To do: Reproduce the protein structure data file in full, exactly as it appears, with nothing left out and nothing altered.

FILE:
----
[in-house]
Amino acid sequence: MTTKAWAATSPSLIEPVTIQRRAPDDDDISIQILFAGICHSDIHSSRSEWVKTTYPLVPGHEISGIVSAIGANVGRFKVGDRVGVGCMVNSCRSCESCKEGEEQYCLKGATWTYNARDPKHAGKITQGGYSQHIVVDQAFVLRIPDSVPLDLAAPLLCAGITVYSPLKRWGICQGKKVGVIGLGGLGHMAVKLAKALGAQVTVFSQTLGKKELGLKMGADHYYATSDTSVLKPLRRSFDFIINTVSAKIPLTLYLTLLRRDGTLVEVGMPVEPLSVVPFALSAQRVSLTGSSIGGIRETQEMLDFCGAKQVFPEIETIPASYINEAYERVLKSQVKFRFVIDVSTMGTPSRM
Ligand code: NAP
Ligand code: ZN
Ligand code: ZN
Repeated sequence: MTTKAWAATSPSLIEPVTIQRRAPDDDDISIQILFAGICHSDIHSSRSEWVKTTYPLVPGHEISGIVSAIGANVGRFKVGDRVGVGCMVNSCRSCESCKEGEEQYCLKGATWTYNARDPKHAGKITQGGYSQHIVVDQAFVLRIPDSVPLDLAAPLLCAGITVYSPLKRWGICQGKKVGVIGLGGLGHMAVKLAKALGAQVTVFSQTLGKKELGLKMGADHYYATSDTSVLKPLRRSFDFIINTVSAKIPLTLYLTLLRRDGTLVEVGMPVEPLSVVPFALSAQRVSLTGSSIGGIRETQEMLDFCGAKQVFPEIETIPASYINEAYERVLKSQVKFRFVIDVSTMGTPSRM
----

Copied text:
[in-house]
Amino acid sequence: MTTKAWAATSPSLIEPVTIQRRAPDDDDISIQILFAGICHSDIHSSRSEWVKTTYPLVPGHEISGIVSAIGANVGRFKVGDRVGVGCMVNSCRSCESCKEGEEQYCLKGATWTYNARDPKHAGKITQGGYSQHIVVDQAFVLRIPDSVPLDLAAPLLCAGITVYSPLKRWGICQGKKVGVIGLGGLGHMAVKLAKALGAQVTVFSQTLGKKELGLKMGADHYYATSDTSVLKPLRRSFDFIINTVSAKIPLTLYLTLLRRDGTLVEVGMPVEPLSVVPFALSAQRVSLTGSSIGGIRETQEMLDFCGAKQVFPEIETIPASYINEAYERVLKSQVKFRFVIDVSTMGTPSRM
Ligand code: NAP
Ligand code: ZN
Ligand code: ZN
Repeated sequence: MTTKAWAATSPSLIEPVTIQRRAPDDDDISIQILFAGICHSDIHSSRSEWVKTTYPLVPGHEISGIVSAIGANVGRFKVGDRVGVGCMVNSCRSCESCKEGEEQYCLKGATWTYNARDPKHAGKITQGGYSQHIVVDQAFVLRIPDSVPLDLAAPLLCAGITVYSPLKRWGICQGKKVGVIGLGGLGHMAVKLAKALGAQVTVFSQTLGKKELGLKMGADHYYATSDTSVLKPLRRSFDFIINTVSAKIPLTLYLTLLRRDGTLVEVGMPVEPLSVVPFALSAQRVSLTGSSIGGIRETQEMLDFCGAKQVFPEIETIPASYINEAYERVLKSQVKFRFVIDVSTMGTPSRM